Overdose Crisis
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Based on facts either observed and verified firsthand by the reporter, or reported and verified from knowledgeable sources.

BC announces new drug guidelines for provincial universities in response to UVic teen’s death

Schools must provide easily accessible naloxone, text alerts on toxic drugs, and clear rules about responding to emergencies.

Robyn Bell
July 10, 2024
Overdose Crisis
News
Based on facts either observed and verified firsthand by the reporter, or reported and verified from knowledgeable sources.

BC announces new drug guidelines for provincial universities in response to UVic teen’s death

Schools must provide easily accessible naloxone, text alerts on toxic drugs, and clear rules about responding to emergencies.

Robyn Bell
Jul 10, 2024
Sidney McIntyre-Starko died from toxic drugs in her UVic dorm in January. Photo: sidneyshouldbehere.ca
Sidney McIntyre-Starko died from toxic drugs in her UVic dorm in January. Photo: sidneyshouldbehere.ca
Overdose Crisis
News
Based on facts either observed and verified firsthand by the reporter, or reported and verified from knowledgeable sources.

BC announces new drug guidelines for provincial universities in response to UVic teen’s death

Schools must provide easily accessible naloxone, text alerts on toxic drugs, and clear rules about responding to emergencies.

Robyn Bell
July 10, 2024
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BC announces new drug guidelines for provincial universities in response to UVic teen’s death
Sidney McIntyre-Starko died from toxic drugs in her UVic dorm in January. Photo: sidneyshouldbehere.ca

BC’s Post-Secondary Overdose Prevention and Response Steering Committee has released its first list of actions to reduce the risk of toxic drugs, planned for implementation this fall.

The committee was formed in May after information on the death of Sidney McIntyre-Starko, 18, who died after taking recreational drugs in her UVic dorm in January, became public. McIntyre-Starko’s parents have criticized the school and how the incident was handled by campus security, saying her death could have been prevented. Her parents wrote in an open letter that, although campus security and 911 were both called, security waited nine minutes to administer the naloxone they carried and 12 minutes to begin CPR. It took nearly as much time for paramedics to be dispatched. A person can survive approximately four to six minutes without breathing before brain damage begins.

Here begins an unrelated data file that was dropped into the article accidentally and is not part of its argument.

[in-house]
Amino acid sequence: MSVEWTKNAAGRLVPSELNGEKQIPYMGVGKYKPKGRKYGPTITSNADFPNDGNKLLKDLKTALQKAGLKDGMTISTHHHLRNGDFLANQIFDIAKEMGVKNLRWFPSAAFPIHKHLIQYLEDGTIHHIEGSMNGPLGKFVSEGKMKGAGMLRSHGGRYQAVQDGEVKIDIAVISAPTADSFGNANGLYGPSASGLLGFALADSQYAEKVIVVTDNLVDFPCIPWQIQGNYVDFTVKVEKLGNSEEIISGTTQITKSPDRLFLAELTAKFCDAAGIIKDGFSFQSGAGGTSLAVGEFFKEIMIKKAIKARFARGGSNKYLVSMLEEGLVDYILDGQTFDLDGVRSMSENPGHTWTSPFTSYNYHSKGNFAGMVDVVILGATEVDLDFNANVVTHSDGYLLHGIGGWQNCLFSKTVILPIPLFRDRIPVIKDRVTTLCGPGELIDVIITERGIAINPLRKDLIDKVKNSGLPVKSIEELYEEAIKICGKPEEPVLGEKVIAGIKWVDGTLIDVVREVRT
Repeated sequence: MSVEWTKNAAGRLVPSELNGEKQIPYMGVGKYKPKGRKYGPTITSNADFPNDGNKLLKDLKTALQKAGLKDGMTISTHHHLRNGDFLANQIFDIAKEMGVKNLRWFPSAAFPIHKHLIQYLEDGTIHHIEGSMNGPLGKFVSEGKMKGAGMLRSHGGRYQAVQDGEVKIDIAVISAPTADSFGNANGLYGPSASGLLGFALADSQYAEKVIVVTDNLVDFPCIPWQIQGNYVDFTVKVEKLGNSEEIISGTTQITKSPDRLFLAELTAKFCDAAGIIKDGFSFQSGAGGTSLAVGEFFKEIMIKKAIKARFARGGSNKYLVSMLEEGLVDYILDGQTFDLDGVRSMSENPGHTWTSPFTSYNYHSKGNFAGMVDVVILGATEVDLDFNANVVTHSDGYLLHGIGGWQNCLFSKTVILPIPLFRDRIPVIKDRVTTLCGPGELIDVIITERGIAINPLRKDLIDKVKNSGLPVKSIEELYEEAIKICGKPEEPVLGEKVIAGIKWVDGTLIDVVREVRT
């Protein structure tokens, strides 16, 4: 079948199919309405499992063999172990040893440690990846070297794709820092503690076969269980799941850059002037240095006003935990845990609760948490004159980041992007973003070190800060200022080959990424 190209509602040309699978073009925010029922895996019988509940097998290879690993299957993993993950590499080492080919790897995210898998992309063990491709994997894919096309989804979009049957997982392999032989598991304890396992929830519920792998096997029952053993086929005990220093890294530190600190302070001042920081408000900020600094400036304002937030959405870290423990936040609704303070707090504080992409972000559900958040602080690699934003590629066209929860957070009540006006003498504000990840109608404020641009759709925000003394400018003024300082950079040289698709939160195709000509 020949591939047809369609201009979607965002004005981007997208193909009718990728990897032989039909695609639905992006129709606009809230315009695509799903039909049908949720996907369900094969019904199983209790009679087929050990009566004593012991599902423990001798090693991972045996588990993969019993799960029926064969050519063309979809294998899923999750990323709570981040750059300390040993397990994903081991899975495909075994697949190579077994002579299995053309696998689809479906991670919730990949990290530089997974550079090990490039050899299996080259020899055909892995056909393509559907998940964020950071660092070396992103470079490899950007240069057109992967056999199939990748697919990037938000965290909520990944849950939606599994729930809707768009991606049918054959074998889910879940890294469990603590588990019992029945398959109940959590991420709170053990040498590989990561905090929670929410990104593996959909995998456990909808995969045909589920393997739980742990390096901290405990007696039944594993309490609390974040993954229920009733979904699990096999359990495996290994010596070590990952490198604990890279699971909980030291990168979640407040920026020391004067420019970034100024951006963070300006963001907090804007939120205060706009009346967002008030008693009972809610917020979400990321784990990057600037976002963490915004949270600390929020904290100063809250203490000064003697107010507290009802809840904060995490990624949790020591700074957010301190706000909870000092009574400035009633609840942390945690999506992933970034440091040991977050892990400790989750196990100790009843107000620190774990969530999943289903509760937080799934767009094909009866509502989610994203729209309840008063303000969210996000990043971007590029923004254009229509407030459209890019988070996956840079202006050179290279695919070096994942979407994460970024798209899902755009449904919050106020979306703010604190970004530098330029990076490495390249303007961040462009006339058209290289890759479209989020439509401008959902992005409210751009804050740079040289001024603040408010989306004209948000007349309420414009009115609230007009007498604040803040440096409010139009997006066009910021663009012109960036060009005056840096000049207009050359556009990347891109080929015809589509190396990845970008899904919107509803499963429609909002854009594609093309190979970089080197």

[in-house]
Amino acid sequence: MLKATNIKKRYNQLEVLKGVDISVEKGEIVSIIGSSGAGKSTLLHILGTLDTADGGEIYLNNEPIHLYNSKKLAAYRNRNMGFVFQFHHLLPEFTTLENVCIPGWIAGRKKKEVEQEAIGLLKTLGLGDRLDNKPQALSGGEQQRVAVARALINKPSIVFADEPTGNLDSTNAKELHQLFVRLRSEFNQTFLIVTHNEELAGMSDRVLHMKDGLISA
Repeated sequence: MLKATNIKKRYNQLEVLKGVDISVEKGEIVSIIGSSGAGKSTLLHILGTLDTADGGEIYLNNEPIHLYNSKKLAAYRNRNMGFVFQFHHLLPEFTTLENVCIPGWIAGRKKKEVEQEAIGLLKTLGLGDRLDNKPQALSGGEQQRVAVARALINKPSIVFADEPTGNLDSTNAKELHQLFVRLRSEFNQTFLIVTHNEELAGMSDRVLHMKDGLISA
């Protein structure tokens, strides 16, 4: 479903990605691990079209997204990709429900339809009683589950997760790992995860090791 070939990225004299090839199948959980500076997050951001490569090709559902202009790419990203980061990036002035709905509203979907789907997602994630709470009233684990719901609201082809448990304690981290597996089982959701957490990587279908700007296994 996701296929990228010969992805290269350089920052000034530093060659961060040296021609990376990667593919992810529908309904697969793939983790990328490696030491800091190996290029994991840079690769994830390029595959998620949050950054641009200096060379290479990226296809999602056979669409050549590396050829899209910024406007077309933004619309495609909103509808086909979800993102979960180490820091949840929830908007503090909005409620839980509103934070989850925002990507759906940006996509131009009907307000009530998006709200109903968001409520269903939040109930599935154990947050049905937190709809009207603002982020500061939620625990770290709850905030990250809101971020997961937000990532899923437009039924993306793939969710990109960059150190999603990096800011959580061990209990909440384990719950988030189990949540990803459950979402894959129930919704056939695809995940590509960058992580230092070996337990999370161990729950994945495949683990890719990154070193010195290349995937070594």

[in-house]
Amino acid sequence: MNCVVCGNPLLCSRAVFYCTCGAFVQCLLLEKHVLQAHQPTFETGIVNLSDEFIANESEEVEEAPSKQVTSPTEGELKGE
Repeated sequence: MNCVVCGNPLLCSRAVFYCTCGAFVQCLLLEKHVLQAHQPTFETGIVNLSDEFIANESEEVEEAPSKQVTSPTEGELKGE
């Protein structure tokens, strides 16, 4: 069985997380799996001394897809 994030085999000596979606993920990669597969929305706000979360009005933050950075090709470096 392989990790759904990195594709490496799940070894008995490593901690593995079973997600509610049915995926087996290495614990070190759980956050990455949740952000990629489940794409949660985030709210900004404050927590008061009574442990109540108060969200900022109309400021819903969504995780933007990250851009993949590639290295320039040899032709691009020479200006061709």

Post-secondary Minister Lisa Beare admitted there were gaps in policies to address the toxic drug crisis at BC schools. She developed the committee—along with post-secondary faculty, health experts, and First Nations representatives—to spend the summer creating guidelines to prevent a repeat of what happened at UVic.

The committee will continue to develop overdose prevention and response actions for public post-secondary schools to take when the fall semester begins.

Actions to be implemented immediately include:

Rules on contacting emergency services

Schools must make all students and staff aware that 911 must be called immediately and before other resources like campus security. 

Toxic drug alerts: 

All post-secondary schools must sign up and share info on the service Toward the Heart, which sends toxic-drug alert systems by text. Students can sign up for it to report or receive notice of toxic drugs in the area. Other info, such as where to find naloxone on campus, will be available through this service. 

Access to naloxone: 

Post-secondary schools must have naloxone—also known as Narcan—readily available and accessible on campuses throughout BC. 

Distribution guidelines are currently being developed by the steering committee to determine the best way to distribute naloxone around each campus and where access is easiest.

Nasal naloxone—an easy-to-use option—will be donated by the province to 25 public post-secondary schools.

Overdose prevention awareness

The steering committee is developing an awareness campaign to be rolled out this fall,  highlighting how to use nasal and injectable naloxone and information on harm-reduction and treatment services. 

Some of this communication will be tailored for key groups, including students living on campus, those in trade programs, and other vulnerable populations. 

More training for staff: 

Campus securities will receive enhanced harm reduction training and schools must update how they communicate medical emergencies, with protocols on how to contact families.

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Robyn Bell
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BC announces new drug guidelines for provincial universities in response to UVic teen’s death
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